I needed a little bit of escapism tonight, so I decided to sit down and watch the Wonder Woman pilot that was not picked up by NBC. After watching the episode, I think with some hefty tweaking in some parts, this could have been a viable series for the network. I’m going to try to do my best to not spoil it for anyone, but if you want to be kept completely in the dark in regards to the content of the pilot, I suggest you stop reading right now.
I’m going to talk about this pilot and compare it to the Lynda Carter series of the 70s simply because I haven’t read a Wonder Woman comic in about a decade or so and I don’t know where she is in the whole scheme of things in print. I know that I really dislike the new costume in the comics and I didn’t really like the new TV costume as presented earlier this year. That being said, the release of the photos of the costume really did the whole attempt at rebooting the franchise a disservice because the new costume doesn’t weigh as heavily as you would expect. It gave a really bad first impression of the reboot, but I’m getting a little ahead of myself.
In this reboot, lots of folks know who Wonder Woman is. The world knows that Diana Themyscria, the head of Themyscria Enterprises, is Wonder Woman. People call her Wonder Woman when she’s in street clothes and a few call her “Di” when she’s in her Wonder Woman costume. To escape all of this, Diana has a THIRD identity. She is also Diana Prince, an employee of Themyscria Enterprises. So Diana Prince works for Diana Themyscria in a way. And that is not even a huge secret because her two closest friends/people (Henry, the CEO and Etta Candy, her personal assistant) at work know that she is also Diana Prince and they don’t get why she wants to be that. I found this confusing but I found myself really liking Diana Prince because she felt familiar in some ways. She’s definitely a 21st century spin on Lynda Carter’s Diana Prince. By the way, it’s a shame that this Diana Prince doesn’t spin because she has the ponytail, glasses and everything.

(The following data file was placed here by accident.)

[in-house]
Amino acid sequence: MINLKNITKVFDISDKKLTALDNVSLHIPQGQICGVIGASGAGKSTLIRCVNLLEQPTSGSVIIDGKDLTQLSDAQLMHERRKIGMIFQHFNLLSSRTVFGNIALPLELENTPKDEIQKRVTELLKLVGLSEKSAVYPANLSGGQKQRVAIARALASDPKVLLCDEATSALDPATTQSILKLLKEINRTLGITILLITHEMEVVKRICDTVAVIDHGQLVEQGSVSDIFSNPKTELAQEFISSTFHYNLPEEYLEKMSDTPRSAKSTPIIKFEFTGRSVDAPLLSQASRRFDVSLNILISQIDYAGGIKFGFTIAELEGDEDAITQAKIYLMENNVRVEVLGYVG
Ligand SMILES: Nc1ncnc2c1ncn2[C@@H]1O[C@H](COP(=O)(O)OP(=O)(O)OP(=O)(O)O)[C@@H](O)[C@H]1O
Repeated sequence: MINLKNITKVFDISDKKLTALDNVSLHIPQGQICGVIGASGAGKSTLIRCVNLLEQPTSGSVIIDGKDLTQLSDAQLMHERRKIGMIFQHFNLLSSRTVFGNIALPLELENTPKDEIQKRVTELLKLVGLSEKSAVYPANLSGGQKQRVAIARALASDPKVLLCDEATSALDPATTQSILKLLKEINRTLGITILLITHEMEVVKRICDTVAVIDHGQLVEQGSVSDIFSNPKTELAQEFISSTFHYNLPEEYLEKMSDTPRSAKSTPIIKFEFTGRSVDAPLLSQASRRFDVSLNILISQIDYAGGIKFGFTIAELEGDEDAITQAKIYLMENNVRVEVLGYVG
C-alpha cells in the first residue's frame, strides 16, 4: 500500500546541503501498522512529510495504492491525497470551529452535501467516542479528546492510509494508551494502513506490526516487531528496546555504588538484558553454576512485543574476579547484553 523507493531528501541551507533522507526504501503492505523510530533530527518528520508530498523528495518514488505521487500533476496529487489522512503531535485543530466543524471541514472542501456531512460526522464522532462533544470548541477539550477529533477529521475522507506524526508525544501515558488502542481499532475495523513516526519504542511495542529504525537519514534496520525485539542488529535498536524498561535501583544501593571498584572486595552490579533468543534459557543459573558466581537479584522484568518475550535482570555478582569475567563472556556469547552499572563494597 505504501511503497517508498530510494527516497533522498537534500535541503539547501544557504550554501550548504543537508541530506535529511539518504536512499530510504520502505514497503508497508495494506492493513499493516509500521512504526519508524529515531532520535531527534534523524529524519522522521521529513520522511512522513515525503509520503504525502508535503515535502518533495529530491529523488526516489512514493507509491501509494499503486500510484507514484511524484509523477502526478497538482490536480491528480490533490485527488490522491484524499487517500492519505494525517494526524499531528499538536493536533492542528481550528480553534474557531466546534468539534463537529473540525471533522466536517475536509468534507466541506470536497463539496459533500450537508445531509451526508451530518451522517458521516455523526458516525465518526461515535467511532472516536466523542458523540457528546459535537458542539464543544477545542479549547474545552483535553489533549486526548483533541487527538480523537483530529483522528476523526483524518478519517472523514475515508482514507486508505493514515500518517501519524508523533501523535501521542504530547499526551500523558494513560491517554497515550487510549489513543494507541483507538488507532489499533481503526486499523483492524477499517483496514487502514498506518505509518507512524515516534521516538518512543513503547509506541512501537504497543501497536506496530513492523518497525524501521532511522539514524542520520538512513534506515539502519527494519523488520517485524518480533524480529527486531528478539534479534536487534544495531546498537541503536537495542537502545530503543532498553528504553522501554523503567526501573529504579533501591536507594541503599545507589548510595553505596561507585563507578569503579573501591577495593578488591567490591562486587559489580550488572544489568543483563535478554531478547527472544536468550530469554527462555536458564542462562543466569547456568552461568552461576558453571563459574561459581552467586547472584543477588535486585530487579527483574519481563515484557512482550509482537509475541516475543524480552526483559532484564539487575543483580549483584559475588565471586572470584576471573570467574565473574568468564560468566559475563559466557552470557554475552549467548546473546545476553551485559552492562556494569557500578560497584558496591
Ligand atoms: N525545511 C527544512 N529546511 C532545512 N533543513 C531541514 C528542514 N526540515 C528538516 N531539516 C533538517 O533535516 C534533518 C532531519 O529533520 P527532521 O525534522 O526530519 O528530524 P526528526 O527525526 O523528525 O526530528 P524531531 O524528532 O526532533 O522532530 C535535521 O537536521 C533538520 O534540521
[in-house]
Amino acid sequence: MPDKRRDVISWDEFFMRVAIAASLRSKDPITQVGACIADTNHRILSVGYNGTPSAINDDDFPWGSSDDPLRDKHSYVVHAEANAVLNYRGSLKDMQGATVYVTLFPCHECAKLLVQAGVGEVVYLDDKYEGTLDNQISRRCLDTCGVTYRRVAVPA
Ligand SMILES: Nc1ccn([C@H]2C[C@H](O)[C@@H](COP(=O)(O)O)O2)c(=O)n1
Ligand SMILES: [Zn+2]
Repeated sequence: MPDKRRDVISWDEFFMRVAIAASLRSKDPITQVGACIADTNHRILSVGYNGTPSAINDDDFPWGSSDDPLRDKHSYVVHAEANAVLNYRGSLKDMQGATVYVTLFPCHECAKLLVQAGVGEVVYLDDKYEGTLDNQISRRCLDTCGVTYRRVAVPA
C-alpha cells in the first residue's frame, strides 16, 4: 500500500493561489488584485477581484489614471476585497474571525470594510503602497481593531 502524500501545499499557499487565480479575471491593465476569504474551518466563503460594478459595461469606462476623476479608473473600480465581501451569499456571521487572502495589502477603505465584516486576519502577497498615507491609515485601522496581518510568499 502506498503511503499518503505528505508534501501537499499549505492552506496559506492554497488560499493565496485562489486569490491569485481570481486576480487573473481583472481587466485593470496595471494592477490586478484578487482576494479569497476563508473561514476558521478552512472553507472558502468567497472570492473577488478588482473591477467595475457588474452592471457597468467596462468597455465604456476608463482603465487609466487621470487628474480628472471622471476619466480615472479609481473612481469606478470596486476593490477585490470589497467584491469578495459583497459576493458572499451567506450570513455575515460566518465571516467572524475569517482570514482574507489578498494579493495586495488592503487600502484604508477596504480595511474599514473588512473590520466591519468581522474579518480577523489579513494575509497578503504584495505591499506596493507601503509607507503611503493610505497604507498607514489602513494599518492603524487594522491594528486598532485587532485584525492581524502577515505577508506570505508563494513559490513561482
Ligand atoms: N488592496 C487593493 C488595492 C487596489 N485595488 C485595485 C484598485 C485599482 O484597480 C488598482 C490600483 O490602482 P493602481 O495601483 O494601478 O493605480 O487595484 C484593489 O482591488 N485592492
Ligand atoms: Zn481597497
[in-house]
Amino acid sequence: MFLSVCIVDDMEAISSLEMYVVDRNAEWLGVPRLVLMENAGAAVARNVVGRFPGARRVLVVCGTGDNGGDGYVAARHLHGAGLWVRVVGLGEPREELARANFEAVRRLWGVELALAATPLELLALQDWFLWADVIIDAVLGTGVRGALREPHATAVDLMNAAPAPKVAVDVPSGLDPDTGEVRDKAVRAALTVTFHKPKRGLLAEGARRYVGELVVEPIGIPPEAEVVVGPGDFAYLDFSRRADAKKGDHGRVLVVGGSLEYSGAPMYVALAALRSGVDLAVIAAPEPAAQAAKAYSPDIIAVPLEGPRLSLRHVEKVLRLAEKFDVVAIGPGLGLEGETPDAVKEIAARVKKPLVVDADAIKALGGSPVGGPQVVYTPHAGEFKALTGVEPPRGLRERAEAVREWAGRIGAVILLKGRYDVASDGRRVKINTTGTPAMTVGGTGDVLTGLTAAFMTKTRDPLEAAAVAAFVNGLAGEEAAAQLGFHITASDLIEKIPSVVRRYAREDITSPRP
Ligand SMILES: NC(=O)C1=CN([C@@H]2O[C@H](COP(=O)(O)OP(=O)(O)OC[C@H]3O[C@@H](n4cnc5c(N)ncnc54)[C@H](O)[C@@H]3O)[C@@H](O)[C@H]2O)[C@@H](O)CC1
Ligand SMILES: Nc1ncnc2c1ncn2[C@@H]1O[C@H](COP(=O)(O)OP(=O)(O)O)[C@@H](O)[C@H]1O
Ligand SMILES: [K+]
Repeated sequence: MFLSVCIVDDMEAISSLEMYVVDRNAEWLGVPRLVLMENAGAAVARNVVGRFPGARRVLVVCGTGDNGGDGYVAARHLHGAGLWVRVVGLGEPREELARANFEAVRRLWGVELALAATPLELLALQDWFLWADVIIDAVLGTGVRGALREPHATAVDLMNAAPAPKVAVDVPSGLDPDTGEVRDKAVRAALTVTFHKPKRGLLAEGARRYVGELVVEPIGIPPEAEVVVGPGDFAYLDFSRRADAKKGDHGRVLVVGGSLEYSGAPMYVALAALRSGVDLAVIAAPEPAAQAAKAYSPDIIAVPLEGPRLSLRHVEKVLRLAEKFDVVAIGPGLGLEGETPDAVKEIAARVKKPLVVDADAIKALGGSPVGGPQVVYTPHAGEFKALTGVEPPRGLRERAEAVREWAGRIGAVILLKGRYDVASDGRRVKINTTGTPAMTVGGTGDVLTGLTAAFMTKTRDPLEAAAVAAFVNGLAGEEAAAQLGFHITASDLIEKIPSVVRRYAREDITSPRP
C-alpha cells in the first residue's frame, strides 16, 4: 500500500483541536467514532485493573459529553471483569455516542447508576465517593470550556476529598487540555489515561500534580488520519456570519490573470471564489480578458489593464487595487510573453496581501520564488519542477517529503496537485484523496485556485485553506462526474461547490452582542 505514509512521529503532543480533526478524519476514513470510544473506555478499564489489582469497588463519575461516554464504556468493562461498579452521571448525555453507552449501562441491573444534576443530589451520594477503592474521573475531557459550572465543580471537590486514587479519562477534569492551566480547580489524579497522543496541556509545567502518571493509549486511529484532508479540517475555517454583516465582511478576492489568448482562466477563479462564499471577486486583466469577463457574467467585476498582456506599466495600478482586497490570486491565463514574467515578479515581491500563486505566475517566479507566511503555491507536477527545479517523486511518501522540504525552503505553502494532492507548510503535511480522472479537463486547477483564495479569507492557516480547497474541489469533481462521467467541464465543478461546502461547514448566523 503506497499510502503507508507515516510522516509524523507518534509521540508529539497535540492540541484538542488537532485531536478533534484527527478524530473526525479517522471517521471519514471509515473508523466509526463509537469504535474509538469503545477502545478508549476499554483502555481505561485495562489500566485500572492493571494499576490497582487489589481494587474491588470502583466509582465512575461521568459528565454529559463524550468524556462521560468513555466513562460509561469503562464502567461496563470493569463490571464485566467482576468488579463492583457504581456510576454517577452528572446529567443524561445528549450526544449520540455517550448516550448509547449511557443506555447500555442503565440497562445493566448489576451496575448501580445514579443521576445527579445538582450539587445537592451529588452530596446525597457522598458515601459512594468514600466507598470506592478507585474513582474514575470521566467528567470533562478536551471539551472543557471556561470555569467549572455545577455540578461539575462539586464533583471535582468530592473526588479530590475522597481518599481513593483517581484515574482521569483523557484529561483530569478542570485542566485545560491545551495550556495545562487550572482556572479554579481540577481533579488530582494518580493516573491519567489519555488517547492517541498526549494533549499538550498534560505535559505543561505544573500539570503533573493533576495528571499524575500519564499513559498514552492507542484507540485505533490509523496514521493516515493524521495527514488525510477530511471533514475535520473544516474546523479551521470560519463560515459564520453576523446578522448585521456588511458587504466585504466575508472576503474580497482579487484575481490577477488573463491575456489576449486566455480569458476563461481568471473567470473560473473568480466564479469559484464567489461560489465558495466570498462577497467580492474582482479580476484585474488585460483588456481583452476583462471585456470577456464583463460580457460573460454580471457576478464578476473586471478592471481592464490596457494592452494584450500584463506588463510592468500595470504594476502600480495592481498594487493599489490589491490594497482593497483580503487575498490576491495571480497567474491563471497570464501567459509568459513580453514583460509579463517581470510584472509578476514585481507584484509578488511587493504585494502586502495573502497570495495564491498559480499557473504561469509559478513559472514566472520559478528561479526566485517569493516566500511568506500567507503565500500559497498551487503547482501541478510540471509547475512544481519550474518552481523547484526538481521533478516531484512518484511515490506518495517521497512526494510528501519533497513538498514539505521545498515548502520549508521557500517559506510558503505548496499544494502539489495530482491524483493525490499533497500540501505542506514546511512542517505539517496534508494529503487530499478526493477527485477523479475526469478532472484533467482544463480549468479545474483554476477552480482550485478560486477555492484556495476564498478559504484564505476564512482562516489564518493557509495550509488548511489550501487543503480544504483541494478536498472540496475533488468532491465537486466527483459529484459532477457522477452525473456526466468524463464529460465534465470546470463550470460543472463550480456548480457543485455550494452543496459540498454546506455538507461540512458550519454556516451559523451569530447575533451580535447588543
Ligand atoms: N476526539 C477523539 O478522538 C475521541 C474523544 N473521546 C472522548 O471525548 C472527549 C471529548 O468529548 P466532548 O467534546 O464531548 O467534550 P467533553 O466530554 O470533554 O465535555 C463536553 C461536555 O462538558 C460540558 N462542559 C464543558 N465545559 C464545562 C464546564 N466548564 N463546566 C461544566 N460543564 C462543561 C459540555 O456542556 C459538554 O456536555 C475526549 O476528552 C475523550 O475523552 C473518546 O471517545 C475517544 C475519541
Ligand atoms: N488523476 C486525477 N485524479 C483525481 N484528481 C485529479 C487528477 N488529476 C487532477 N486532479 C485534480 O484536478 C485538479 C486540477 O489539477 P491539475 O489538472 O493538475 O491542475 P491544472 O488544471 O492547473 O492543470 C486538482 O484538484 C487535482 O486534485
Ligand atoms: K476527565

Oh, and I liked Sylvester the cat.
Plus! She uses a Mac, like everyone else on television.
One of the things that bugged me about NBC’s attempted reboot of “Bionic Woman” a few years ago was that there were no elements of the original series at all in the new show, aside from the name Jaime Somers. I know I’m a geek but I would have had a better time accepting the new Bionic Woman if she at least had some sort of resemblance to the original version when she was being bionic – we needed some version of the ch-ch-ch-ch-ch-ch-ch sound. I found myself wanting the same thing here. When Wonder Woman jumped I really wanted a muted version of that squeal sound that the 70s series had, even if it was an updated version of the sound. It would make a connection for the generation that has the opportunity to see both series and when people feel connected, there’s that much more of a chance of the reboot being successful. At the very least, there are a few connections to the comics and the 70s series that I’ll mention below.
The Things I Really Liked
I really liked Adrianne Palicki and I didn’t expect to. I thought she pulled the script off well given what she had to work with. I really liked her as Diana Prince, I semi-liked her as Wonder Woman and I fairly-liked her as Diana Themyscria. She did a good job and I could accept her as Wonder Woman in the same way that I could accept Cathy Lee Crosby in the first movie before Lynda Carter had the role. She did well with what she had to work with and I think she should have been given a chance. The script had it’s flaws but I think Adrianne did good.
I liked the way Elizabeth Hurley carried on as the bad guy. She mugged it up a bit but it fit the role. I didn’t find her ridiculous, instead I found her somewhat campy. It felt familiar in a way. And I like the way the current political climate was brought into the show.
I liked Henry (forgot his last name) and Etta Candy. I especially liked Etta, played by Tracie Thoms.
I thought Steve Trevor was kind of hot and I liked the back story (given the context of the script) of why she wasn’t all around Steve this time around.
Diana Themyscria says “tits” and “ass” and Etta Candy reminds her that “Wonder Woman isn’t vulgar.” I appreciated that.
I liked the surprise when Wonder Woman is first seen at the last fight scene. She was in a more familiar costume.
It was obvious that the cinematography was building up to the more familiar costume after she suited up. I wish I knew why there were multiple costumes.